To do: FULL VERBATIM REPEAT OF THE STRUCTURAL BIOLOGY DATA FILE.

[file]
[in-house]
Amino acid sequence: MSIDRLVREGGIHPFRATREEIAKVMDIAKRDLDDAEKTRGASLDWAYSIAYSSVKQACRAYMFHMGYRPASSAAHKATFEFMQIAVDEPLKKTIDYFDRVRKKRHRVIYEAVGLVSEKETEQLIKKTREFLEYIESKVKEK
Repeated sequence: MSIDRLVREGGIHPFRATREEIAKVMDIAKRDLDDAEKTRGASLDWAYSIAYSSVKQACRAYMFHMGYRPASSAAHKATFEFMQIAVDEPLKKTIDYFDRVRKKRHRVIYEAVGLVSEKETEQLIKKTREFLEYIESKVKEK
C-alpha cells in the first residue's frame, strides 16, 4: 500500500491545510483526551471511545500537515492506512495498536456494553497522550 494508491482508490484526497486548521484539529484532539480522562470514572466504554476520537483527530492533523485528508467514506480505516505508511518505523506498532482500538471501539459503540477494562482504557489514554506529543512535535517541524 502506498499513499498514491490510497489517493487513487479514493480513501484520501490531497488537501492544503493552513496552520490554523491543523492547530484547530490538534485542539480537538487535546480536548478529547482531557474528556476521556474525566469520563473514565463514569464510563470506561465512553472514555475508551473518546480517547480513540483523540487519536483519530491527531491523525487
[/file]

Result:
[in-house]
Amino acid sequence: MSIDRLVREGGIHPFRATREEIAKVMDIAKRDLDDAEKTRGASLDWAYSIAYSSVKQACRAYMFHMGYRPASSAAHKATFEFMQIAVDEPLKKTIDYFDRVRKKRHRVIYEAVGLVSEKETEQLIKKTREFLEYIESKVKEK
Repeated sequence: MSIDRLVREGGIHPFRATREEIAKVMDIAKRDLDDAEKTRGASLDWAYSIAYSSVKQACRAYMFHMGYRPASSAAHKATFEFMQIAVDEPLKKTIDYFDRVRKKRHRVIYEAVGLVSEKETEQLIKKTREFLEYIESKVKEK
C-alpha cells in the first residue's frame, strides 16, 4: 500500500491545510483526551471511545500537515492506512495498536456494553497522550 494508491482508490484526497486548521484539529484532539480522562470514572466504554476520537483527530492533523485528508467514506480505516505508511518505523506498532482500538471501539459503540477494562482504557489514554506529543512535535517541524 502506498499513499498514491490510497489517493487513487479514493480513501484520501490531497488537501492544503493552513496552520490554523491543523492547530484547530490538534485542539480537538487535546480536548478529547482531557474528556476521556474525566469520563473514565463514569464510563470506561465512553472514555475508551473518546480517547480513540483523540487519536483519530491527531491523525487